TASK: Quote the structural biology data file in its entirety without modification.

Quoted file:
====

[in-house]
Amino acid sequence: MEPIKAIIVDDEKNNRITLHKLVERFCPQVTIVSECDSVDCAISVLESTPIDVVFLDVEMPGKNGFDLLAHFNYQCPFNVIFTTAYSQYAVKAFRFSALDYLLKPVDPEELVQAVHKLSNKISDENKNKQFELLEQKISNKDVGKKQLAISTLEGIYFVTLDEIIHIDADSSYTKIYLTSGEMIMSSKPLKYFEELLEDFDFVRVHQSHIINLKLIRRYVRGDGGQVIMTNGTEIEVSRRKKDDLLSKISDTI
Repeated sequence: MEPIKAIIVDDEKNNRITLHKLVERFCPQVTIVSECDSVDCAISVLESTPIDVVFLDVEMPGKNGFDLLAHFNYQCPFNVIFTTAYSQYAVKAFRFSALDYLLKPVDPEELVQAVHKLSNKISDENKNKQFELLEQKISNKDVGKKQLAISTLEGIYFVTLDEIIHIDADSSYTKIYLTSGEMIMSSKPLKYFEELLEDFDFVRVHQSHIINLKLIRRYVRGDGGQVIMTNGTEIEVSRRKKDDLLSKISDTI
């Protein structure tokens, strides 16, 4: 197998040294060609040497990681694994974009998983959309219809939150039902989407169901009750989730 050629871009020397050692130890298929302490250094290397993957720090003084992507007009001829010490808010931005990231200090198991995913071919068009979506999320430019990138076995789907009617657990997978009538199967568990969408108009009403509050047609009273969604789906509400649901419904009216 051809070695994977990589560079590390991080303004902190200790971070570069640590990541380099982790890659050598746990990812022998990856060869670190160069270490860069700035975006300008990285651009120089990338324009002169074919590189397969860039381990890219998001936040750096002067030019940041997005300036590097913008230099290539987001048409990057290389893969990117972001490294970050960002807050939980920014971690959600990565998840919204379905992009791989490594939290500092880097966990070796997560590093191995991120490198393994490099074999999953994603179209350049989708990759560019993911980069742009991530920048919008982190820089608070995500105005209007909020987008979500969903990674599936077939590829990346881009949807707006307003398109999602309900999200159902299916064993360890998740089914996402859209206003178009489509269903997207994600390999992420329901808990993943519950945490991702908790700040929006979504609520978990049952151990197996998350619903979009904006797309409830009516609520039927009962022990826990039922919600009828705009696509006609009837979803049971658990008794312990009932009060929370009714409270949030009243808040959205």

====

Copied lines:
[in-house]
Amino acid sequence: MEPIKAIIVDDEKNNRITLHKLVERFCPQVTIVSECDSVDCAISVLESTPIDVVFLDVEMPGKNGFDLLAHFNYQCPFNVIFTTAYSQYAVKAFRFSALDYLLKPVDPEELVQAVHKLSNKISDENKNKQFELLEQKISNKDVGKKQLAISTLEGIYFVTLDEIIHIDADSSYTKIYLTSGEMIMSSKPLKYFEELLEDFDFVRVHQSHIINLKLIRRYVRGDGGQVIMTNGTEIEVSRRKKDDLLSKISDTI
Repeated sequence: MEPIKAIIVDDEKNNRITLHKLVERFCPQVTIVSECDSVDCAISVLESTPIDVVFLDVEMPGKNGFDLLAHFNYQCPFNVIFTTAYSQYAVKAFRFSALDYLLKPVDPEELVQAVHKLSNKISDENKNKQFELLEQKISNKDVGKKQLAISTLEGIYFVTLDEIIHIDADSSYTKIYLTSGEMIMSSKPLKYFEELLEDFDFVRVHQSHIINLKLIRRYVRGDGGQVIMTNGTEIEVSRRKKDDLLSKISDTI
């Protein structure tokens, strides 16, 4: 197998040294060609040497990681694994974009998983959309219809939150039902989407169901009750989730 050629871009020397050692130890298929302490250094290397993957720090003084992507007009001829010490808010931005990231200090198991995913071919068009979506999320430019990138076995789907009617657990997978009538199967568990969408108009009403509050047609009273969604789906509400649901419904009216 051809070695994977990589560079590390991080303004902190200790971070570069640590990541380099982790890659050598746990990812022998990856060869670190160069270490860069700035975006300008990285651009120089990338324009002169074919590189397969860039381990890219998001936040750096002067030019940041997005300036590097913008230099290539987001048409990057290389893969990117972001490294970050960002807050939980920014971690959600990565998840919204379905992009791989490594939290500092880097966990070796997560590093191995991120490198393994490099074999999953994603179209350049989708990759560019993911980069742009991530920048919008982190820089608070995500105005209007909020987008979500969903990674599936077939590829990346881009949807707006307003398109999602309900999200159902299916064993360890998740089914996402859209206003178009489509269903997207994600390999992420329901808990993943519950945490991702908790700040929006979504609520978990049952151990197996998350619903979009904006797309409830009516609520039927009962022990826990039922919600009828705009696509006609009837979803049971658990008794312990009932009060929370009714409270949030009243808040959205």